What happened when I tried to take the “Millennial Pledge” 

Humorist and Los Angeles Times columnist Chris Erskine’s so-called “Millennial Pledge” drew criticism from all corners of the Internet. Beyond the backlash, Steve Kovach, deputy editor, Tech Insider said it best:

As a Millennial who once rejected the label, Erskine’s Millennial Pledge provided a means to reflect on ways I either validate or transcend the stigmas and stereotypes of American’s second-youngest generation (Oh yeah; Gen Z is right behind us). Below, I’ve used a few excerpts from the Pledge to assess my own success and shortcomings as a Millennial.

  1. I am entitled to nothing: My working-class roots provide me with a constant sense of humility. However, I do admit the need to keep my privilege in check — just like every other generation.
  2. I will show up on time: For me, the iPhone couldn’t be further from my “personal assistant” no matter what Apple advertising claims of Siri. Between social networks, email, and the constant stream of news, I’m admittedly driven to micro-moments of distraction that typically add up to minutes of unaccounted time. My sincere apologies in advance.
  3. Just once, I will try driving without texting: I wish Apple’s iMessages had a similar function as Blackberry’s BBM — the ability to set an away message.
  4. Just once, I will try eating without texting: FOMO — the fear of missing out — contributes to my use of mobile devices during dinner. It’s definitely a habit worth breaking.
  5. I will not burn bridges: Reputation — regardless of technology — will always remain what people say about others; not what people say about themselves. Therefore, this one is pretty important and the chance of burning bridges only increases with the number of ways to either engage or disengage. Choose wisely.
  6. I will pen at least one thank-you note, using what’s left of my cursive: Most people claim they can’t read my cursive. I’ve slowly turned into my Dad and reverted to all-caps. Fortunately, all-caps in handwriting isn’t the same as all-caps in texting; no, I’m not always angry.
  7. I will be resourceful, creative and authentic: Resourceful doesn’t always require a Kickstarter. Creativity isn’t always an Instagram filter. And authenticity is as much about what we don’t say as it is about what we do say. Reticence is a virtue to be embraced.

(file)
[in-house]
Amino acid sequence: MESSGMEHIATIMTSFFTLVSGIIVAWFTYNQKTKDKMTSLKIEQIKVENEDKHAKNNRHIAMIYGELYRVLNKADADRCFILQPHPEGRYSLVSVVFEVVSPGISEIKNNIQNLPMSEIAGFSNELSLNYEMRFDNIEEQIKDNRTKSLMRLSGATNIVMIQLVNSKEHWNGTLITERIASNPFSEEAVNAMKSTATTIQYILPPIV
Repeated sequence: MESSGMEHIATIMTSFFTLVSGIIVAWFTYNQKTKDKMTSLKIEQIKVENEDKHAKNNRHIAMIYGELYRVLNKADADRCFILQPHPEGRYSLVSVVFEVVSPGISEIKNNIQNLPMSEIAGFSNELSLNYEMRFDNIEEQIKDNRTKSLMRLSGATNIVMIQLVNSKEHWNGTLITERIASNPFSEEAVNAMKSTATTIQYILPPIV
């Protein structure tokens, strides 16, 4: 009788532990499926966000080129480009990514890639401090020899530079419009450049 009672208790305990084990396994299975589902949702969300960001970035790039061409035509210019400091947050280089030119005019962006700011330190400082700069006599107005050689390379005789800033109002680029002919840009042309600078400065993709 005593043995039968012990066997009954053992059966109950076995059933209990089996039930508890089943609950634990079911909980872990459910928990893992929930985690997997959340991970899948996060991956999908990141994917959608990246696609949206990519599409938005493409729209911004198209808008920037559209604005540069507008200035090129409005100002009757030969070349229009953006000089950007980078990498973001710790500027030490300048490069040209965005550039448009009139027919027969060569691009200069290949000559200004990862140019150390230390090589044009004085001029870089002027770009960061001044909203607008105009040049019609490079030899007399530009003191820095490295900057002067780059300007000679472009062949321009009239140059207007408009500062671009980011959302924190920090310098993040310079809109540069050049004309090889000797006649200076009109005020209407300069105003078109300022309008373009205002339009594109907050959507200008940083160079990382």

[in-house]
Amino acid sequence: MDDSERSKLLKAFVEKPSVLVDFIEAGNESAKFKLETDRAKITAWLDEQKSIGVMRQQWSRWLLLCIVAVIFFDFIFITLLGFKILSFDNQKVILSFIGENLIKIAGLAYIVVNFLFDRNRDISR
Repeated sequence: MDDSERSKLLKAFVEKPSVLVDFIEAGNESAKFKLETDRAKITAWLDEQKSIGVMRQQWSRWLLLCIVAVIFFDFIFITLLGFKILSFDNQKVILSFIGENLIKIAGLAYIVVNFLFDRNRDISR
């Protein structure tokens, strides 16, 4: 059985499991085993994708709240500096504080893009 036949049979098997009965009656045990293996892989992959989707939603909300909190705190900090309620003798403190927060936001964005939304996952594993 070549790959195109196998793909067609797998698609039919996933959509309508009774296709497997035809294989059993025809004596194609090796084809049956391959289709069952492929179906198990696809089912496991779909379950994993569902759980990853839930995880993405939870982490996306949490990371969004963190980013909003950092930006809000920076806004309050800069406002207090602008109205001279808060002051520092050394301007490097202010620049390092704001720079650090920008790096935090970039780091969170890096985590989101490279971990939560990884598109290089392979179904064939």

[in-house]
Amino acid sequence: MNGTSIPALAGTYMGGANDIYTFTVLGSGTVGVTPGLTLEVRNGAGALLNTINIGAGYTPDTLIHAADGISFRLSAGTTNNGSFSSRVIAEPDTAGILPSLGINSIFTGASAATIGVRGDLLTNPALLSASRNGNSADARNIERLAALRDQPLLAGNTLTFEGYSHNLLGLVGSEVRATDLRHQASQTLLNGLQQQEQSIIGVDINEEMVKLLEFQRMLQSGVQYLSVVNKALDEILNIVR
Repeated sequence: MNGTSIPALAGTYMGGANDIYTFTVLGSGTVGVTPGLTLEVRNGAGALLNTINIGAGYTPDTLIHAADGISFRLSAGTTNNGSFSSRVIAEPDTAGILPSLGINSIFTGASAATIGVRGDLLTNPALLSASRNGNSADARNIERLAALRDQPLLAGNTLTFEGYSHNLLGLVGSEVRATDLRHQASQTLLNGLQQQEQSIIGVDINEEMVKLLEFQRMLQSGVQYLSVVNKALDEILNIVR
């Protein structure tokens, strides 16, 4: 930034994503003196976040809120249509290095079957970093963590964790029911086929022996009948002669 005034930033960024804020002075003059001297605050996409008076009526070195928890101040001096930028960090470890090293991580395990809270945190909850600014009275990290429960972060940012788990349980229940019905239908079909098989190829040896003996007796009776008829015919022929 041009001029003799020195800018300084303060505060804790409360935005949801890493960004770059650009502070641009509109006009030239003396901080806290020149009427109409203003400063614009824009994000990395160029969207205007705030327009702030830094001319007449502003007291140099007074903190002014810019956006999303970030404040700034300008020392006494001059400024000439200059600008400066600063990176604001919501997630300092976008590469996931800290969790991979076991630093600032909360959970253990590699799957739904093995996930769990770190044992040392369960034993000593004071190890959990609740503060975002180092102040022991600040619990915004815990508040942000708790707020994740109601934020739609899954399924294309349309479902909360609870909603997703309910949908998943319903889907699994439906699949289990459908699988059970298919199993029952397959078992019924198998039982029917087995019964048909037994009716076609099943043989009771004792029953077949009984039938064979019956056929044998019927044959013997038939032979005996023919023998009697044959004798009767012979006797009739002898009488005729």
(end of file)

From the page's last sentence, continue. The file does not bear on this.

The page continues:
8. I will vote. Always.: Better candidates please? Especially at the local level.
  9. I will learn to pick my battles: Ask yourself, what good can come of this?
  10. When I don’t get my way, I will learn to roll with it: Sometimes, it’s just how the sausage gets made.
  11. I will not go on a job interview in shorts and flip-flops: Well, in the words of a fellow Millennial, “I’m chronically overdressed.”
  12. Nothing is beneath me: A vice president in higher education — most likely a Baby Boomer — once pointed to a large stack of envelopes and said to me, “That’s not something a vice president should do, right?” Doesn’t entitlement exist everywhere?
  13. If my first-born is a boy, I promise not to name him Uber: Really?
  14. I will not use crowd-funding to pay for my first car: According to Edmunds, Millennials don’t buy cars. They lease.
  15. At holiday dinners, I will leave my phone in my room: If I’m honest with myself, I’m not making a secret, sentimental video like the one in that Apple commercial.
  16. All those T-shirts? I will wash them: See number 11.
  17. I will not run up my credit cards: To be fair, aren’t marketers constantly selling to us?
  18. I will save 10 percent of everything I earn: See above and number 11.
  19. I will force myself to finally make a phone call: Personally, I am constantly on the phone. And I learned that one from my Baby Boomer boss.
  20. When I get my way, I will be grateful and not assume that I will always get my way: I promise, Mr. Erskine. We learn.
  21. I will do nice things just because: Well, there is the fact that we Millennials do more service than our parents’ generation.
  22. I will sleep each night: Millennials sleep when they can, which according to research, is often due to debt and part-time jobs.
  23. I will learn to laugh at everything, especially myself: Mr. Erskine, we’re an inherently flawed generation. We’re going to make mistakes. And with time, we do learn to laugh — even at ourselves. Yet, don’t be surprised if you don’t get the punchline.
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